When I said material wealth wasn't all that important - I was trying to say that I believe immaterial things in life are more important. My opinion. To me, friendship and love are way more important that anything that money could buy. The happiness I get from sitting in a park with friends chatting about anything is priceless.



funnelweb 15-Dec-2007

Honey, I am sorry you think of 'corporate' as 'heartless suits'. Companies are an economic with the task of maximising efficiency of its resources for the benefit of its shareholders, and to do so it must act within the realms of the law. Socially responsible is a community expectation, but an ambiguous notion nonetheless, but a company perceived by the community to be irresponsible will suffer through its reputation.

Someone here said 'material wealth' isn't all that important? Tell that to the shareholders at an annual general meeting. As a shareholder what I am after is increased value of my investment and a higher dividend. What does that mean to use money for good - Adam Smith once said that if we act in our own self-interest we promote the greater good, intentionally or not. Politicians are there to set the legislative framework and ensure markets remain competitive, and we're all there to operate within that realm, efficiently utilise resources and promote the greater good.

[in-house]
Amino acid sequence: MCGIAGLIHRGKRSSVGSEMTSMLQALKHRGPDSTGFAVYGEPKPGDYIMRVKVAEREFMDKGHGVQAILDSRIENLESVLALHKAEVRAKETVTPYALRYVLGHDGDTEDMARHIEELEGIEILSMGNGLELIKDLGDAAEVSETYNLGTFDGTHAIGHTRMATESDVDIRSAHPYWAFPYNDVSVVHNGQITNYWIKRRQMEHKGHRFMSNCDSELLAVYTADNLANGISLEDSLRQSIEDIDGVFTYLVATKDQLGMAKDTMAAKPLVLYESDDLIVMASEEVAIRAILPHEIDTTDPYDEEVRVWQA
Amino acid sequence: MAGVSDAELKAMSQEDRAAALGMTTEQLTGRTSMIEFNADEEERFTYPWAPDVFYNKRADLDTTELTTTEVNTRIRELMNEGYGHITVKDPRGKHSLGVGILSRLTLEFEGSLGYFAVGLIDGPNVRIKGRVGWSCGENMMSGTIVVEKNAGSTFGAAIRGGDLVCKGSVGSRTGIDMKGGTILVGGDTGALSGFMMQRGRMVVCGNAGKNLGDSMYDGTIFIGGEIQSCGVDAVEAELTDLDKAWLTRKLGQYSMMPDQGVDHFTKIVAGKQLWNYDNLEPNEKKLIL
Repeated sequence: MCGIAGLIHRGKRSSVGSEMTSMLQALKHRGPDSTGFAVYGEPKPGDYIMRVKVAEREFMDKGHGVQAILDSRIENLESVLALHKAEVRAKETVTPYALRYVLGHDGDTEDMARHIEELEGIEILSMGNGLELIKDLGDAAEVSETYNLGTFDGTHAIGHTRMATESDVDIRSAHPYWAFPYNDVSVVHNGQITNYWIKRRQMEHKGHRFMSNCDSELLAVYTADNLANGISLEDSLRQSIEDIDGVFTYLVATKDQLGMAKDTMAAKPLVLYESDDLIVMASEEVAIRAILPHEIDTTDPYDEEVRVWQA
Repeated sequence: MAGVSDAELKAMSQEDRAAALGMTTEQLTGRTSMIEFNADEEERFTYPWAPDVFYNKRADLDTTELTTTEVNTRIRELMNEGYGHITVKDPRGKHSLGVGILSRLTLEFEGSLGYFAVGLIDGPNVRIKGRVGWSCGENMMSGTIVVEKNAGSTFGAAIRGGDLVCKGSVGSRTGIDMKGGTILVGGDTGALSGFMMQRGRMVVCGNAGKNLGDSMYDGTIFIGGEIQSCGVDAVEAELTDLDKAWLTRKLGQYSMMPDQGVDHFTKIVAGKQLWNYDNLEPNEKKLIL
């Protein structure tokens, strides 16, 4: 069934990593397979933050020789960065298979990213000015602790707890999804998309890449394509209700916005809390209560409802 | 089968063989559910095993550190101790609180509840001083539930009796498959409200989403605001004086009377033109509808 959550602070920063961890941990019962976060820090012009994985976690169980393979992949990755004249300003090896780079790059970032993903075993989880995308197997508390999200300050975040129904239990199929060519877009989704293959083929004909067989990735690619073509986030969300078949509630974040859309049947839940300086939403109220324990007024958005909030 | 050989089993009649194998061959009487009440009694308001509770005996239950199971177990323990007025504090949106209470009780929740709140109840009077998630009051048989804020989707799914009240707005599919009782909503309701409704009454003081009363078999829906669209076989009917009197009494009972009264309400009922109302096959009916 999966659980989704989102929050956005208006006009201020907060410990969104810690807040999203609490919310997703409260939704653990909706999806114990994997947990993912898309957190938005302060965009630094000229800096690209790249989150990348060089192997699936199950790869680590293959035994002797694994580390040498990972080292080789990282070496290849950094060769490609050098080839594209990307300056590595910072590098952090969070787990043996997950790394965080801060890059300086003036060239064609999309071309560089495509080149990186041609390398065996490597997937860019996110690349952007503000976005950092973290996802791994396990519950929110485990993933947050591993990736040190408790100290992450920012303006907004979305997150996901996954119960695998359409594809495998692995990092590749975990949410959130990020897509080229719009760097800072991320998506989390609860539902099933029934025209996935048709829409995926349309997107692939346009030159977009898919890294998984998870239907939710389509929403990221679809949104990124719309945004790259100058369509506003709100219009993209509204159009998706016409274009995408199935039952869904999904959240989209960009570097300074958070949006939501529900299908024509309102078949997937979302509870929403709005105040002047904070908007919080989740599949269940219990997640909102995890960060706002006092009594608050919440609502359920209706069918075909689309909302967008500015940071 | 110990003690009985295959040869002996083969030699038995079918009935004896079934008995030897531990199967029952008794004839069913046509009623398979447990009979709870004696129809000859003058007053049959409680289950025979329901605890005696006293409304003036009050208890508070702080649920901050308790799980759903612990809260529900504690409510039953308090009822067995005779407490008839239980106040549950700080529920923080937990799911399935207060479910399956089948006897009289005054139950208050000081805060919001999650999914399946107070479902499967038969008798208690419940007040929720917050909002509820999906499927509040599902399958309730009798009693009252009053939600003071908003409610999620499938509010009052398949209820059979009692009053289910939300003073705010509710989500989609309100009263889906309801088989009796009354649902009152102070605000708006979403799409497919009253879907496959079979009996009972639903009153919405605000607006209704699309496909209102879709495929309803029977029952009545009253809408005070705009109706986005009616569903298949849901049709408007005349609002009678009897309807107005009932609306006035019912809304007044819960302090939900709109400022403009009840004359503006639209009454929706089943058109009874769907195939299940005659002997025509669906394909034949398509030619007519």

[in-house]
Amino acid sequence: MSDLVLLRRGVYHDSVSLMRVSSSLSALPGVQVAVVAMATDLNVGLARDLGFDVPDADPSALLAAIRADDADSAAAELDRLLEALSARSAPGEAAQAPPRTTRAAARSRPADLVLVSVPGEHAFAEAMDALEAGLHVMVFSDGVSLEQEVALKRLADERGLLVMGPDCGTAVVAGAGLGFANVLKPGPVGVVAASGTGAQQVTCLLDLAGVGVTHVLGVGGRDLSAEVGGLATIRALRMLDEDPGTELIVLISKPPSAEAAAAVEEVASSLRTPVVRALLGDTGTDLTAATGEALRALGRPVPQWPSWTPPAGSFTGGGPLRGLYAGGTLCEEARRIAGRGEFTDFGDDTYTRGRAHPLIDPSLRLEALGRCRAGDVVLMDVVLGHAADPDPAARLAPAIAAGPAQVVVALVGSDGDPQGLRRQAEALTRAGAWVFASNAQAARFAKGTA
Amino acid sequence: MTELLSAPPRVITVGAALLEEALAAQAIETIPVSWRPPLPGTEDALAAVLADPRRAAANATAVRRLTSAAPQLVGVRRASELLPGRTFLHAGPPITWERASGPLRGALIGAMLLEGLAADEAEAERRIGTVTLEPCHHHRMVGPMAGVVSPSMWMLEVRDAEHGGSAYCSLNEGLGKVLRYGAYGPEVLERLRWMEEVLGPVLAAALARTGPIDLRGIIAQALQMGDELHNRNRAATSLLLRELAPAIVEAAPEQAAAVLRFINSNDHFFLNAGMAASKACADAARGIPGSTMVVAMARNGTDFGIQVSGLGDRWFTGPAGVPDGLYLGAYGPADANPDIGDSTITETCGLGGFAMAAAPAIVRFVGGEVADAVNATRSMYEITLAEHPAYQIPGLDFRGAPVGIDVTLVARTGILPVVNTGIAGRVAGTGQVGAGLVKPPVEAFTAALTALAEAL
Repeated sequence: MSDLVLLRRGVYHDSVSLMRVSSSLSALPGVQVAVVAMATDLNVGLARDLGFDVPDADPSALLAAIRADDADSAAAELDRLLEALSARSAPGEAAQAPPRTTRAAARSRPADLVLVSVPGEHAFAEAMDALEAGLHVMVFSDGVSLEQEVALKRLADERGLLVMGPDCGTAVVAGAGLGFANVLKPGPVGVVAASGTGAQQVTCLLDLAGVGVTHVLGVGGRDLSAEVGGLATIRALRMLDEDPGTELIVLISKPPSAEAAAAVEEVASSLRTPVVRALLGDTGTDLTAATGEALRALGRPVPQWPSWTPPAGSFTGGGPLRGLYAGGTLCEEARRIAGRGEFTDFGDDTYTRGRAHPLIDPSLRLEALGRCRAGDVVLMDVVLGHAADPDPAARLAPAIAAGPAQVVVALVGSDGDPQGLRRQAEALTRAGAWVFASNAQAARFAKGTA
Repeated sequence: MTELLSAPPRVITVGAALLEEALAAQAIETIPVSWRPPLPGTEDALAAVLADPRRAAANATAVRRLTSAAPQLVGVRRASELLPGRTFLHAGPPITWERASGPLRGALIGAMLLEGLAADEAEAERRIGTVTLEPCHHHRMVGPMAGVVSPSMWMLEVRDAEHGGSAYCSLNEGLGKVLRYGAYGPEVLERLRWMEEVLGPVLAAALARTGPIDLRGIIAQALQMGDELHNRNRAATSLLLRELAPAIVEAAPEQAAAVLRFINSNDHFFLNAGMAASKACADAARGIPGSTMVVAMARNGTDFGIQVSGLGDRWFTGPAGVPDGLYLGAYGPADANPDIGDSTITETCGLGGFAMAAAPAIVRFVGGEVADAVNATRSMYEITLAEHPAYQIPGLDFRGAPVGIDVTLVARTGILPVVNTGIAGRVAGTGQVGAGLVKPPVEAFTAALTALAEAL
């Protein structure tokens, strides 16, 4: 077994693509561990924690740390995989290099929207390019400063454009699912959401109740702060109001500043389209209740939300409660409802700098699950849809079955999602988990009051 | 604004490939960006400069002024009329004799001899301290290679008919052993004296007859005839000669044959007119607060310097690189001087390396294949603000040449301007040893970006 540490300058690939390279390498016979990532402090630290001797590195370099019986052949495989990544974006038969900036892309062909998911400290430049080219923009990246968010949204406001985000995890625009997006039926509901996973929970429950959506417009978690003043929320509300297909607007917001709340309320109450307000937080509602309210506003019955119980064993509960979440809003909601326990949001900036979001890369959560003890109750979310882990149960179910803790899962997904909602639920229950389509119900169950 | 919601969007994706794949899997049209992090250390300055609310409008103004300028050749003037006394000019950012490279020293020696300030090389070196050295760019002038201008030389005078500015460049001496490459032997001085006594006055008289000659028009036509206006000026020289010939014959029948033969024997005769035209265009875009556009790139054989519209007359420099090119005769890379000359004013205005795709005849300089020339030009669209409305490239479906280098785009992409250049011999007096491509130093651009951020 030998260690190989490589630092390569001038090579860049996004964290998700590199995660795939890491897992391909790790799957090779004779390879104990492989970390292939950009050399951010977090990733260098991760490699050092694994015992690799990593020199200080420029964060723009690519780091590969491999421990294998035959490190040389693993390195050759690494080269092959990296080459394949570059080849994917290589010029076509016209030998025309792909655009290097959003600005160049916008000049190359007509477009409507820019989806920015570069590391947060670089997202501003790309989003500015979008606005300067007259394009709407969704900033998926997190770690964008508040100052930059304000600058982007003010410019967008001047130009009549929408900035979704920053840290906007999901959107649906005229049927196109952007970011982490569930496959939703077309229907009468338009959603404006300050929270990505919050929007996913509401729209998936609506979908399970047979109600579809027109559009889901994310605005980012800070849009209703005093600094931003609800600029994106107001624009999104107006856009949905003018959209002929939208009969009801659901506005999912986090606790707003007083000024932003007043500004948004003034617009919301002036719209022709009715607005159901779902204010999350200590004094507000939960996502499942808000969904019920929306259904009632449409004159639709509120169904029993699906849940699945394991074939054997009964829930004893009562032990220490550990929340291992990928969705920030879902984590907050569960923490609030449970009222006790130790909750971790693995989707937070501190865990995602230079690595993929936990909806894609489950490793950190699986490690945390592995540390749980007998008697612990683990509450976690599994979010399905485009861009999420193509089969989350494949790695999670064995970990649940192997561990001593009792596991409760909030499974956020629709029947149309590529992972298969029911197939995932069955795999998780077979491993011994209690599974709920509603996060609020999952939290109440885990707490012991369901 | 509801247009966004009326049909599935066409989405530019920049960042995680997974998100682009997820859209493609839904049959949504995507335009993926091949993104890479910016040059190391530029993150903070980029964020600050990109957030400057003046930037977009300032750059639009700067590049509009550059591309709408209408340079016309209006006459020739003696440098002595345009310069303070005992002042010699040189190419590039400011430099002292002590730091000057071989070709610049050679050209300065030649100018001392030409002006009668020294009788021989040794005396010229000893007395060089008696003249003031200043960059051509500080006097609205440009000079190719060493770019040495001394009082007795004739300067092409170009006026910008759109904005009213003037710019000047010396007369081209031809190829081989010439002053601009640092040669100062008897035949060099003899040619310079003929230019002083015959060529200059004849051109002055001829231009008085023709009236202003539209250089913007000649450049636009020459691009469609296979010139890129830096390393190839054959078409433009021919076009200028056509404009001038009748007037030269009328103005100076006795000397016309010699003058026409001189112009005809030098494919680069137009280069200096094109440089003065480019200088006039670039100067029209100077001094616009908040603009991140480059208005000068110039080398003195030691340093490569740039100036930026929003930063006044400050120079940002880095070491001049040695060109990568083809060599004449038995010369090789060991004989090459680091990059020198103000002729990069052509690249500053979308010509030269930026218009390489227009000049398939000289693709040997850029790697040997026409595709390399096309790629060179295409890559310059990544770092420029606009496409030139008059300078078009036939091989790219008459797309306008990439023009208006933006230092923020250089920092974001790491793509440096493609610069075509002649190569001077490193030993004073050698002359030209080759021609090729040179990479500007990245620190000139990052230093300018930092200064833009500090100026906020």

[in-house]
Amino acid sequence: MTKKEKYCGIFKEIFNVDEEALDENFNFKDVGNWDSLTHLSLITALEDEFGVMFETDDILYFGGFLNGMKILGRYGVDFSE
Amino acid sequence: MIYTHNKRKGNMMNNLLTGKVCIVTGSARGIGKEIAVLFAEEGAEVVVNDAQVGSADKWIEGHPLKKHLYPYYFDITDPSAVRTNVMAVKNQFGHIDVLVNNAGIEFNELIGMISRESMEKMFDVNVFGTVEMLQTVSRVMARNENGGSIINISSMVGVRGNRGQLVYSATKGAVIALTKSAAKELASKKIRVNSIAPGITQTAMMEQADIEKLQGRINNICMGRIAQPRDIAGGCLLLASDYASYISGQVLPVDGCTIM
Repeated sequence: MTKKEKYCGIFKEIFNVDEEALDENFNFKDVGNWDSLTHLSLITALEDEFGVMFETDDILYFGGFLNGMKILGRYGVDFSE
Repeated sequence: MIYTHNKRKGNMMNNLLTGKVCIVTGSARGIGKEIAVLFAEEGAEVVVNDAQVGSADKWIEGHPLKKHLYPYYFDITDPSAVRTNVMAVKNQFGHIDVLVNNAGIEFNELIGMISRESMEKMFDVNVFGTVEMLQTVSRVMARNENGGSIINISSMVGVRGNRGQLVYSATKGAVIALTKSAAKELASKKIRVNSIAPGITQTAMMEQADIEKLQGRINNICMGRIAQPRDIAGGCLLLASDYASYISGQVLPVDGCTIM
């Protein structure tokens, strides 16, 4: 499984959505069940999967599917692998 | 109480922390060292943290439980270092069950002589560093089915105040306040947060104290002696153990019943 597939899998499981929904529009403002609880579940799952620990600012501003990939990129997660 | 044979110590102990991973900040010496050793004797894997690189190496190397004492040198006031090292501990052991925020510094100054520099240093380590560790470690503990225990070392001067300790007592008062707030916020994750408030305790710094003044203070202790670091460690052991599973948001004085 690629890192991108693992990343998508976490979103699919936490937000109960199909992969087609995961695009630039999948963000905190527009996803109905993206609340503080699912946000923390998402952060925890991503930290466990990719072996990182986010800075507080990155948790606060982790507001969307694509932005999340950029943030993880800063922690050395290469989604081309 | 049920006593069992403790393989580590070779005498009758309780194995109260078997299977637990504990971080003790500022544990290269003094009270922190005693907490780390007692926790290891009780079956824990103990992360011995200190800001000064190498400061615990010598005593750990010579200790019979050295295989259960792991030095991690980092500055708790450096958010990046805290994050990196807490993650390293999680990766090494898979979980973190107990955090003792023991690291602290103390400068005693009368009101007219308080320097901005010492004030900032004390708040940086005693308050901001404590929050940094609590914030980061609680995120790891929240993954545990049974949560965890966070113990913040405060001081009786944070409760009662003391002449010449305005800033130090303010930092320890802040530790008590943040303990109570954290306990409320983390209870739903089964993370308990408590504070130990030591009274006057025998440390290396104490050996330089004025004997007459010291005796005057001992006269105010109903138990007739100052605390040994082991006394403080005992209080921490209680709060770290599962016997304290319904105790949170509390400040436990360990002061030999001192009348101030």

joker 12-Dec-2007

I think there's a stereotype that corporates are "heartless" - and are on a life mission to pursue wealth! It's true that many probably are, BUT there are also some "suits" who aren't..

I also agree that some companies do have a hidden agenda behind 'making a difference' - but at the end of the day, I think if they are using their money/power for good - it doesn't really matter whether they have an ulterior motive or if they're genuinely serious about being socially responsible.

I reckon companies will continue pursuing CSR as more people start recognising the issues that we face and feel something needs to be done. I think community/corporates/government are very much interrelated and as community belief/ideals/values change - the greater the influence that society has on corporates/government and thus, more pressure is placed on them to be socially responsible.

Hopefully, the "heartless suits" will find out that material wealth isn't all that important.



Honey 12-Dec-2007

Interesting opinion piece. When i think corporate, i think heartless 'suits'. It's hard to imagine companies 'making a difference' without thinking that they have an alterior motive such as increased exposure for the company (aka media releases).

But with the new initiatives, companies are now encouraged to 'make a difference'. What i'm trying to say is that it's not about the intentions but whether it's being done or not.